Guillain-Barré syndrome: perspectives with infants and children.

Autor(es): Jones H. R.

Resumo: An acute flaccid paraparesis or ascending quadriparesis in an infant or child constitutes a very important Pediatric Neurology emergency. The Guillain-Barré syndrome (GBS) is the most frequent cause. This is primarily an autoimmune, post-infectious, demyelinating, peripheral nervous system process. A small percentage of children develop a primary axonal process not unlike that identified more commonly in China. Because of the potential for acute respiratory compromise, any child suspected of having GBS needs immediate hospitalization. The major considerations in differential diagnosis include transverse myelitis, toxic neuropathies, tick paralysis, infantile botulism, myasthenia gravis, and dermatomyositis. On occasion, some younger children present with an acute severe pain syndrome that may mask as a pseudo-encephalopathy. Another clinical variant is the Miller-Fisher syndrome characterized by ataxia, ophthalmoparesis, and areflexia. This is associated with a high frequency of the anti-GQ-1-b antibodies. Although most children with GBS have a relatively benign clinical course, some become very ill and require intubation with intensive care monitoring. Immunomodulating treatment should be used for any child who loses the ability to walk. To date, no well-controlled study has been completed analyzing the relative merits of the two most commonly used therapies, namely plasmapheresis or intravenously administered immunoglobulin.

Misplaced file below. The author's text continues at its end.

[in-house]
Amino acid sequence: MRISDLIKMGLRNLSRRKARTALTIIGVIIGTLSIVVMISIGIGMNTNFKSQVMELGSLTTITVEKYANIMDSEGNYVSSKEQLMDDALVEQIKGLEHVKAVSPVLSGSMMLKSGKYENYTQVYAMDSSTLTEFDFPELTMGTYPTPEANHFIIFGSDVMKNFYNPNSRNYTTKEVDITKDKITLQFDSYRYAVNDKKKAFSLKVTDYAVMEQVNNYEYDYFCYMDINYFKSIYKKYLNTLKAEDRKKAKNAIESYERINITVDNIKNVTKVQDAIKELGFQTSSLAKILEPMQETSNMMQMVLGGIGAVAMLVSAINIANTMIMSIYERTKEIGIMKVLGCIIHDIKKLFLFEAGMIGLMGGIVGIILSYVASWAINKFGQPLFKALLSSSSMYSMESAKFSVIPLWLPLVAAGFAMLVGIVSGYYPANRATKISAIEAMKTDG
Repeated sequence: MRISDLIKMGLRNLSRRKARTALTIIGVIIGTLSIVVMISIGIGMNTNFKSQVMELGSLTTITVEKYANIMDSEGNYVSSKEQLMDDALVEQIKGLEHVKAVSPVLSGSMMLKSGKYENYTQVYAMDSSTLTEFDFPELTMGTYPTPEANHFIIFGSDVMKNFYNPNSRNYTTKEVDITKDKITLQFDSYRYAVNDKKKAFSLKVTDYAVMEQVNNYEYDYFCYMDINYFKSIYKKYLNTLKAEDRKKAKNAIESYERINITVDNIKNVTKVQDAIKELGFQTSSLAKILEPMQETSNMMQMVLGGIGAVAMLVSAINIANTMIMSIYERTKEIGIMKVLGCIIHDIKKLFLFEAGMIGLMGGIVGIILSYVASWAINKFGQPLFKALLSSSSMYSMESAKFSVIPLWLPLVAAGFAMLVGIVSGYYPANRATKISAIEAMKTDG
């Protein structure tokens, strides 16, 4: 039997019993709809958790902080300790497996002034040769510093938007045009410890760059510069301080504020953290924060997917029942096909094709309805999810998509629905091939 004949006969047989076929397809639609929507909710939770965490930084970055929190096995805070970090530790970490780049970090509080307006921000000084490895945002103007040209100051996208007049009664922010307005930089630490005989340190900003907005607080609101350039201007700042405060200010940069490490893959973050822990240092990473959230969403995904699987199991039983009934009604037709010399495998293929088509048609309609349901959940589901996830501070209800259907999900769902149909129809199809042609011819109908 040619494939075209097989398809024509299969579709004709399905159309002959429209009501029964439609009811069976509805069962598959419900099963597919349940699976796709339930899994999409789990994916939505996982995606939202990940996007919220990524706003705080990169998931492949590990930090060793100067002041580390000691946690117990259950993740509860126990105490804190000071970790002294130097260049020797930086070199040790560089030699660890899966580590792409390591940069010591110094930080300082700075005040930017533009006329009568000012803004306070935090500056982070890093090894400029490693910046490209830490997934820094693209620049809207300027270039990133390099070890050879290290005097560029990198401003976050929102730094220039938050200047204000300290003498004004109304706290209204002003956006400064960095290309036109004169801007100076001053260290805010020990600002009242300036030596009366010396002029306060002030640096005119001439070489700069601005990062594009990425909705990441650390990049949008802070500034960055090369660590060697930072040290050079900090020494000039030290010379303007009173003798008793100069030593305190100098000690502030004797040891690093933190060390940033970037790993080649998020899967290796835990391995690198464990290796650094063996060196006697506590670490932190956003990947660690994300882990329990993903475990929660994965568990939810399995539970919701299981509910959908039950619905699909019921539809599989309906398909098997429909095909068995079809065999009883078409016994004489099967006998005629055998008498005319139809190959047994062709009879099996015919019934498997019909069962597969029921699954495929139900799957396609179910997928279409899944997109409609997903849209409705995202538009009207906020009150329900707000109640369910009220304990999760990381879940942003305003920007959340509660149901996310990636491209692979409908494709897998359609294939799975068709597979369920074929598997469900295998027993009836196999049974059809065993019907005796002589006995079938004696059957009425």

Imprenta: Seminars in Pediatric Neurology, v. 7, n. 2, p. 91-102, 2000

Identificador do objeto digital: 10.1053/pb.2000.6690

Descritores: Guillain-Barre Syndrome - Pathogenesis ; Guillain-Barre Syndrome - Proteins ; Guillain-Barre Syndrome - Antibodies

Data de publicação: 2000